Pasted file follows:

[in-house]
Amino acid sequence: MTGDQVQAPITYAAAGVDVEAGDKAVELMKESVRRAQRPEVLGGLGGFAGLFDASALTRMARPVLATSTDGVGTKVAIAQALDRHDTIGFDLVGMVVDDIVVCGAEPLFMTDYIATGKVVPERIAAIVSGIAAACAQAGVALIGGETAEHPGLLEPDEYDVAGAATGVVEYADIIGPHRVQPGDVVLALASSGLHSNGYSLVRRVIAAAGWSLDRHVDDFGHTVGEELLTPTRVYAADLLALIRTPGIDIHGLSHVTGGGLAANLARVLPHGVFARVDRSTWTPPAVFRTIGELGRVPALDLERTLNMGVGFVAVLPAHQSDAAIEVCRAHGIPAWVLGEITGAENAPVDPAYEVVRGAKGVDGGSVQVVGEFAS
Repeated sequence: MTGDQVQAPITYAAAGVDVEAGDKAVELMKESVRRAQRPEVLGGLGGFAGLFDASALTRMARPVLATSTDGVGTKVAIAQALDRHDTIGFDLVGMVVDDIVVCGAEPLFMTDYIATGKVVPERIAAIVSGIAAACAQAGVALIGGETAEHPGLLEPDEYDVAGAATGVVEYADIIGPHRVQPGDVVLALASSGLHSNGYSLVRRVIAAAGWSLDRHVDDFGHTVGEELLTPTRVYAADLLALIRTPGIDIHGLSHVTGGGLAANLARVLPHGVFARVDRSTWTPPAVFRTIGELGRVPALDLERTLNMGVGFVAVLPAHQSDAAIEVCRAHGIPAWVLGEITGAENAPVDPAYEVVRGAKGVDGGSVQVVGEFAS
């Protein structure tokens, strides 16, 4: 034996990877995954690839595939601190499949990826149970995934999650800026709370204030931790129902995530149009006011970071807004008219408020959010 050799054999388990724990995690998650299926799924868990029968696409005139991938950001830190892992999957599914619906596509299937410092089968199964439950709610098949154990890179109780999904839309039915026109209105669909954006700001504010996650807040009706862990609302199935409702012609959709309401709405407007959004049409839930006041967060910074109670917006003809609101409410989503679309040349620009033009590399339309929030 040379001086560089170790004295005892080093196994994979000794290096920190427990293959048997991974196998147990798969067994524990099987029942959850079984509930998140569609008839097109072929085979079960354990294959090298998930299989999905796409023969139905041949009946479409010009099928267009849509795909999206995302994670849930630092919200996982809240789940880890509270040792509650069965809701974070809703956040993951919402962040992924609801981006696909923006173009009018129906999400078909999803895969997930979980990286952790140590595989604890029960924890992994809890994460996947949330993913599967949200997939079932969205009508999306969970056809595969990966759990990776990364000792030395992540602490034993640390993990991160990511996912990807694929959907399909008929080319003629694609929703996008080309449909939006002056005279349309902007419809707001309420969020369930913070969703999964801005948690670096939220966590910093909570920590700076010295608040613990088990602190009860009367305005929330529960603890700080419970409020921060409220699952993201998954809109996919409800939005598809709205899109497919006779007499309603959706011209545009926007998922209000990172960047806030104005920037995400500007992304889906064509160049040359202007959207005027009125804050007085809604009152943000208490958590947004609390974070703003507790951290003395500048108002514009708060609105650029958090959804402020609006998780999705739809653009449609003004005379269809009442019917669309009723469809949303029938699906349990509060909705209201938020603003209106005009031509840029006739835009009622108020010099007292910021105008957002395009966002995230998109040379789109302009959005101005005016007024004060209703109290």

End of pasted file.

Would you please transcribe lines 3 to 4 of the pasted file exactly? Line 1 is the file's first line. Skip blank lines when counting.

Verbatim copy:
Repeated sequence: MTGDQVQAPITYAAAGVDVEAGDKAVELMKESVRRAQRPEVLGGLGGFAGLFDASALTRMARPVLATSTDGVGTKVAIAQALDRHDTIGFDLVGMVVDDIVVCGAEPLFMTDYIATGKVVPERIAAIVSGIAAACAQAGVALIGGETAEHPGLLEPDEYDVAGAATGVVEYADIIGPHRVQPGDVVLALASSGLHSNGYSLVRRVIAAAGWSLDRHVDDFGHTVGEELLTPTRVYAADLLALIRTPGIDIHGLSHVTGGGLAANLARVLPHGVFARVDRSTWTPPAVFRTIGELGRVPALDLERTLNMGVGFVAVLPAHQSDAAIEVCRAHGIPAWVLGEITGAENAPVDPAYEVVRGAKGVDGGSVQVVGEFAS
């Protein structure tokens, strides 16, 4: 034996990877995954690839595939601190499949990826149970995934999650800026709370204030931790129902995530149009006011970071807004008219408020959010 050799054999388990724990995690998650299926799924868990029968696409005139991938950001830190892992999957599914619906596509299937410092089968199964439950709610098949154990890179109780999904839309039915026109209105669909954006700001504010996650807040009706862990609302199935409702012609959709309401709405407007959004049409839930006041967060910074109670917006003809609101409410989503679309040349620009033009590399339309929030 040379001086560089170790004295005892080093196994994979000794290096920190427990293959048997991974196998147990798969067994524990099987029942959850079984509930998140569609008839097109072929085979079960354990294959090298998930299989999905796409023969139905041949009946479409010009099928267009849509795909999206995302994670849930630092919200996982809240789940880890509270040792509650069965809701974070809703956040993951919402962040992924609801981006696909923006173009009018129906999400078909999803895969997930979980990286952790140590595989604890029960924890992994809890994460996947949330993913599967949200997939079932969205009508999306969970056809595969990966759990990776990364000792030395992540602490034993640390993990991160990511996912990807694929959907399909008929080319003629694609929703996008080309449909939006002056005279349309902007419809707001309420969020369930913070969703999964801005948690670096939220966590910093909570920590700076010295608040613990088990602190009860009367305005929330529960603890700080419970409020921060409220699952993201998954809109996919409800939005598809709205899109497919006779007499309603959706011209545009926007998922209000990172960047806030104005920037995400500007992304889906064509160049040359202007959207005027009125804050007085809604009152943000208490958590947004609390974070703003507790951290003395500048108002514009708060609105650029958090959804402020609006998780999705739809653009449609003004005379269809009442019917669309009723469809949303029938699906349990509060909705209201938020603003209106005009031509840029006739835009009622108020010099007292910021105008957002395009966002995230998109040379789109302009959005101005005016007024004060209703109290």